As things are now going the peace we make, what peace we seem to be making, will be a peace of oil, a peace of gold, a peace of shipping, a peace in brief without moral purpose or human interest.
The trouble is that once you see it, you can’t unsee it. And once you’ve seen it, keeping quiet, saying nothing, becomes as political an act as speaking out. There’s no innocence. Either way, you’re accountable.
There is no such thing as a single-issue struggle because we do not live single-issue lives.
In the end, that’s what this election is about. Do we participate in a politics of cynicism or a politics of hope?
Wars and elections are both too big and too small to matter in the long run. The daily work — that goes on, it adds up.
Hope is essential to any political struggle for radical change when the overall social climate promotes disillusionment and despair.
If democracy is to survive… It requires that we engage regularly and permanently in political discourse.
Speechlessness may be the most debilitating form of powerlessness. And the one thing we can be sure of is that democracy cannot be talked to death.
The opinions that are held with passion are always those for which no good ground exists; indeed the passion is the measure of the holders lack of rational conviction. Opinions in politics and religion are almost always held passionately.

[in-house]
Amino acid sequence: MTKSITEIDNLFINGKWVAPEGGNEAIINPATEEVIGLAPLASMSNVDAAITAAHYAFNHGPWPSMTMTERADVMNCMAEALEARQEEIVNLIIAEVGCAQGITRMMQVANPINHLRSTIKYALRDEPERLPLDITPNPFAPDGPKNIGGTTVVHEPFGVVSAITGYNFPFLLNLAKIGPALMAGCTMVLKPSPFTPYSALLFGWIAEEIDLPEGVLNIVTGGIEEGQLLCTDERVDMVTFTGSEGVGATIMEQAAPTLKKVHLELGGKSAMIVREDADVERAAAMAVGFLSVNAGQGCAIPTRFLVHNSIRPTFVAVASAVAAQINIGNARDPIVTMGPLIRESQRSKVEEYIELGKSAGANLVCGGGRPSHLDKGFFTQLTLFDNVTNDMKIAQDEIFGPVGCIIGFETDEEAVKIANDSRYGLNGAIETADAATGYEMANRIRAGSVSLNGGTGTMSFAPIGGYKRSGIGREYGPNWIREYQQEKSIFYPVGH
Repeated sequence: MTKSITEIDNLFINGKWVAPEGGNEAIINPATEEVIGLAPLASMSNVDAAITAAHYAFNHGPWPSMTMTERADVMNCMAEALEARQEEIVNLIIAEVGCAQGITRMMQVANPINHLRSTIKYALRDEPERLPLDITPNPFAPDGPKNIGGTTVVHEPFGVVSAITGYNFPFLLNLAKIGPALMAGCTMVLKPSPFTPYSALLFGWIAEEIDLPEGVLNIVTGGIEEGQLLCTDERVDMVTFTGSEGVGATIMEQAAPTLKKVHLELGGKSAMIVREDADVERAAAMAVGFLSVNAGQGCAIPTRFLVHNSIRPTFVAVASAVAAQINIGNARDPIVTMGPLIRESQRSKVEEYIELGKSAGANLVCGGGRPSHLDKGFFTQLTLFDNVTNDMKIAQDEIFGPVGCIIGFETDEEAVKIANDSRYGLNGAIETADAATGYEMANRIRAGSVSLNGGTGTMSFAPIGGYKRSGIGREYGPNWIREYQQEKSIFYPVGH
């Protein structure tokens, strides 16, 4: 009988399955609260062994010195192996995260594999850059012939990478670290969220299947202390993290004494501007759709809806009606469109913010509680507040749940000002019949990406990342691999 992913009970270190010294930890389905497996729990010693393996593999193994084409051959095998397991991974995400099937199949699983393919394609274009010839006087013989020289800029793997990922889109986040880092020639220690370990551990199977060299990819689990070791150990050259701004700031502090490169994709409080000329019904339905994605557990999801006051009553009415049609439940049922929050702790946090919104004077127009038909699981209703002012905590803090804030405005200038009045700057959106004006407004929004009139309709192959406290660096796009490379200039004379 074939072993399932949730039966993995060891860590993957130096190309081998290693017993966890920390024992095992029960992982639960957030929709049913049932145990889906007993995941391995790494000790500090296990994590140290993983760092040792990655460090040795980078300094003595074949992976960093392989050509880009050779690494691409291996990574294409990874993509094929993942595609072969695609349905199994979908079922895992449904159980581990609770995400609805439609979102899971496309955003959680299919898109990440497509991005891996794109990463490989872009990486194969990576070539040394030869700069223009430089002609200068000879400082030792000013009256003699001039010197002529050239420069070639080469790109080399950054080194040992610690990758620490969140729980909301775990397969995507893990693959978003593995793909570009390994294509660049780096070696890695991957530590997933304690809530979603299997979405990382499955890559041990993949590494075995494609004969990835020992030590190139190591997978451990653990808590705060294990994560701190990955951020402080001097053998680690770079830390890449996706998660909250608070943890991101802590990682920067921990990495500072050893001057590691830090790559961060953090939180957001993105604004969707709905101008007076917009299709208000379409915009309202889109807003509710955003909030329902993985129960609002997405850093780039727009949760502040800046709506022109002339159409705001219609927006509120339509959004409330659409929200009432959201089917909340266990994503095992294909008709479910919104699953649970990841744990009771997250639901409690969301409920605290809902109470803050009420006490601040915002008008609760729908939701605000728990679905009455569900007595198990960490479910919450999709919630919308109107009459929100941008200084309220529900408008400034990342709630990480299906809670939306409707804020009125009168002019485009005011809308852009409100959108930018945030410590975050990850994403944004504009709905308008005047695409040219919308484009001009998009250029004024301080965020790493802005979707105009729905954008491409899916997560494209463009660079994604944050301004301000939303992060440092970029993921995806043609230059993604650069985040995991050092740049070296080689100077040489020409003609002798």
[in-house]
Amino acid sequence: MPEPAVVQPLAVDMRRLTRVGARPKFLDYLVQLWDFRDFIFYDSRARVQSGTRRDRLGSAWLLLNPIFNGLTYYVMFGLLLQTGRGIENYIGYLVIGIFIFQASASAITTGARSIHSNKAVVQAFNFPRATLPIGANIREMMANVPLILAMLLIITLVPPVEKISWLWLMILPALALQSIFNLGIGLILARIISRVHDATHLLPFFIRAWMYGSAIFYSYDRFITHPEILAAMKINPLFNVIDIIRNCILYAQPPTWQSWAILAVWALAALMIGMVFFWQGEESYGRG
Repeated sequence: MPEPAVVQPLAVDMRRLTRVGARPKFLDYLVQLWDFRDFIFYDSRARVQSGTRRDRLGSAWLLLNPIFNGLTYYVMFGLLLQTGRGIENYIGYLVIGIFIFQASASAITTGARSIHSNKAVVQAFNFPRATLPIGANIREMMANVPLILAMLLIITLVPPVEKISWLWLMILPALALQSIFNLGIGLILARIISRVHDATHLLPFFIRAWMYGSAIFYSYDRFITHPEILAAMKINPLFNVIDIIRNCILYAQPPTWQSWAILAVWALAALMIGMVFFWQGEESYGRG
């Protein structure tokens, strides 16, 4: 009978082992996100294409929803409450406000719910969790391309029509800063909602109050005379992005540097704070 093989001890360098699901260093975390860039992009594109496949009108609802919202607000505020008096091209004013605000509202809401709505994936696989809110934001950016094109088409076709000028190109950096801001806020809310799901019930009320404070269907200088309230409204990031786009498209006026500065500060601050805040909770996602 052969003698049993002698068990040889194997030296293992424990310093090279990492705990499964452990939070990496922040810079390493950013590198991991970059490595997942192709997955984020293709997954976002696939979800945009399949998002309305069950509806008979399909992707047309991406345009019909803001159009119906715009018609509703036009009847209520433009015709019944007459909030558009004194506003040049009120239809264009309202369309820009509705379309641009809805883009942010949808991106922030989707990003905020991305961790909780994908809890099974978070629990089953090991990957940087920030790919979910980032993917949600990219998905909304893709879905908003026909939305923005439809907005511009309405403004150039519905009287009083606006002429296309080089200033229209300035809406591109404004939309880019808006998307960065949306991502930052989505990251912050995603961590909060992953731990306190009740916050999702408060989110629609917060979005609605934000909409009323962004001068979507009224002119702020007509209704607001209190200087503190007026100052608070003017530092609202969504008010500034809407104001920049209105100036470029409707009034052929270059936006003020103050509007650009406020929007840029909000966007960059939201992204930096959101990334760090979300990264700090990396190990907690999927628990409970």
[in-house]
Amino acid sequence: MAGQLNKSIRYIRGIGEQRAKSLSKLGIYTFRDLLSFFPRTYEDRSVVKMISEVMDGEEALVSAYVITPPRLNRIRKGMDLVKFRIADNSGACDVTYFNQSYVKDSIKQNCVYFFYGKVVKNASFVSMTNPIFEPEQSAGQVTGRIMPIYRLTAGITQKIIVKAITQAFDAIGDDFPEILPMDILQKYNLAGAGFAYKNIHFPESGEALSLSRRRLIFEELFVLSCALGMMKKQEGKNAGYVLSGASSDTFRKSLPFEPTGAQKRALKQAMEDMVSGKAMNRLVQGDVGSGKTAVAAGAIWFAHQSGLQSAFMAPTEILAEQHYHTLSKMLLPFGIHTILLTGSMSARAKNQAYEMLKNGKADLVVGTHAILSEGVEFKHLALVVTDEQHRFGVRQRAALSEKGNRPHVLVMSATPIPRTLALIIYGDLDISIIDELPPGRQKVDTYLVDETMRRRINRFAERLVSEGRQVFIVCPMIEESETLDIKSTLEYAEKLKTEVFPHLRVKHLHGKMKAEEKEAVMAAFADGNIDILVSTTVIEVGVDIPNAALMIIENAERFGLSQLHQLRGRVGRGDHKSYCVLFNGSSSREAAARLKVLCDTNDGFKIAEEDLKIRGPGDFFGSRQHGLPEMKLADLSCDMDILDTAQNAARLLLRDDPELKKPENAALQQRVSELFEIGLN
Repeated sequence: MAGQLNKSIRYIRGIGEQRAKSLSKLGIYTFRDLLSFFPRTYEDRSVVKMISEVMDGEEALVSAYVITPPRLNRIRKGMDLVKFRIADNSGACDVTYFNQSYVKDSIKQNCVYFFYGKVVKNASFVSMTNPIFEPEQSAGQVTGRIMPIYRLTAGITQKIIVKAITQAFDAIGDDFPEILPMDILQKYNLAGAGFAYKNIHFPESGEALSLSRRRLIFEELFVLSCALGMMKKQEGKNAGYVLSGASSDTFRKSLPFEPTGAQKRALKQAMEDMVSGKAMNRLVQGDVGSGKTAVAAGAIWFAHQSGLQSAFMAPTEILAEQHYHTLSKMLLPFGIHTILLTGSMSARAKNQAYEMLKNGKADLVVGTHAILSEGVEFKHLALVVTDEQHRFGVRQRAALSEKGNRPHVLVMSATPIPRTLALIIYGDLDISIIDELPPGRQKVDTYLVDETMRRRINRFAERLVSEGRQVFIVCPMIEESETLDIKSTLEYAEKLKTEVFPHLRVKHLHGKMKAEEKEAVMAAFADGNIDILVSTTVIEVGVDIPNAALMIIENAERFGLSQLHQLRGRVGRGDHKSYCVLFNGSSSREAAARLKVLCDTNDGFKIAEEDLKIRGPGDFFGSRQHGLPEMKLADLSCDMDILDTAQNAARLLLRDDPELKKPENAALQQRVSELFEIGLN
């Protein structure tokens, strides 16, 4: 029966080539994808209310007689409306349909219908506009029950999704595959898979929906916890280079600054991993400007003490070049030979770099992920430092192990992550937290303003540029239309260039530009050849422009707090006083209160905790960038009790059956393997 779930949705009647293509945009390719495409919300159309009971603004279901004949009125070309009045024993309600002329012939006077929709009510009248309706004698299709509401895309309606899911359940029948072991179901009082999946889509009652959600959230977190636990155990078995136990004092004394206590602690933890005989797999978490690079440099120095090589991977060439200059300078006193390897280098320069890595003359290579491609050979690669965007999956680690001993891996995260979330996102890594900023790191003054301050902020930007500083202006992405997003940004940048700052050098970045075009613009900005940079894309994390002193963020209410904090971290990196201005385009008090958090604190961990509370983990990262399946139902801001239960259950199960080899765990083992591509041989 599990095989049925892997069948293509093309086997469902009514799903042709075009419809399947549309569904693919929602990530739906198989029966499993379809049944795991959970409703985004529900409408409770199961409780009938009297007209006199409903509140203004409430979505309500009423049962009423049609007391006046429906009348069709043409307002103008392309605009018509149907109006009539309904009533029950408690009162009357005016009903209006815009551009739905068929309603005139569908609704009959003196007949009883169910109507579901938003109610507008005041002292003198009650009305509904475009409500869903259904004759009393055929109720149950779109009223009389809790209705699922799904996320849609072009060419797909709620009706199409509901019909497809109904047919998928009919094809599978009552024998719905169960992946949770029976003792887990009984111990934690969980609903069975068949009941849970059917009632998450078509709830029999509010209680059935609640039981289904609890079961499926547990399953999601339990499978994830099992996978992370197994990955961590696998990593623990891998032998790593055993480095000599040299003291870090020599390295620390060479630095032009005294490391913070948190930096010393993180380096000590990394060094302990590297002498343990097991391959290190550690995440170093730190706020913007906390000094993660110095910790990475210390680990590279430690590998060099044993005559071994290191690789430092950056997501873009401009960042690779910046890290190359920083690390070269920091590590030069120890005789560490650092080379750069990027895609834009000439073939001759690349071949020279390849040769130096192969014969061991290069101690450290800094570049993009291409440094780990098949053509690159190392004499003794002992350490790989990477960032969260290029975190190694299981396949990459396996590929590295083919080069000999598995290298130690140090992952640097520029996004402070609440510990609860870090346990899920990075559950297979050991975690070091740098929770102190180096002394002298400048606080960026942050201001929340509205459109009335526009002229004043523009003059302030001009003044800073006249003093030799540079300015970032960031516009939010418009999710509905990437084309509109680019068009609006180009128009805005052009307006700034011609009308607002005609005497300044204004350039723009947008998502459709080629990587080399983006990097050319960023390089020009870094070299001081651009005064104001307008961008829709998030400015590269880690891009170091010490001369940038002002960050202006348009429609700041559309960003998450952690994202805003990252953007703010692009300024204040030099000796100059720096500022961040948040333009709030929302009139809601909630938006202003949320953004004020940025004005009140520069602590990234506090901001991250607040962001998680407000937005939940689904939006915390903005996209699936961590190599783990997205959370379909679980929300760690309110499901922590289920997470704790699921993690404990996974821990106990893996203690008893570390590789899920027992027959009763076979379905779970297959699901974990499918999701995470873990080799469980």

The antidote, the only antidote, to the power of organized money in Washington is the power of organized people.
In the midst of global crises such as pollution, wars and famine, kindness may be too easily dismissed as a ‘soft’ issue, or a luxury to be addressed after the urgent problems are solved. But kindness is the greatest need in all those areas — kindness toward the environment, toward other nations, toward the needs of people who are suffering. Until we reflect basic kindness in everything we do, our political gestures will be fleeting and fragile.
Simple kindness may be the most vital key to the riddle of how human beings can live with each other in peace, and care properly for this planet we all share.
I think the American Dream should be about a greater progressive legislation that allows for what I call a necessary future world of cooperational humanism.
Our species needs, and deserves, a citizenry with minds wide awake and a basic understanding of how the world works.
In science it often happens that scientists say, ‘You know that’s a really good argument; my position is mistaken,’ and then they would actually change their minds and you never hear that old view from them again. They really do it. It doesn’t happen as often as it should, because scientists are human and change is sometimes painful. But it happens every day. I cannot recall the last time something like that happened in politics or religion.
Widespread intellectual and moral docility may be convenient for leaders in the short term, but it is suicidal for nations in the long term. One of the criteria for national leadership should therefore be a talent for understanding, encouraging, and making constructive use of vigorous criticism.
The peace and welfare of this and coming generations of Americans will be secure only as we cling to the watchword of true patriotism: ‘Our country — when right to be kept right; when wrong to be put right.’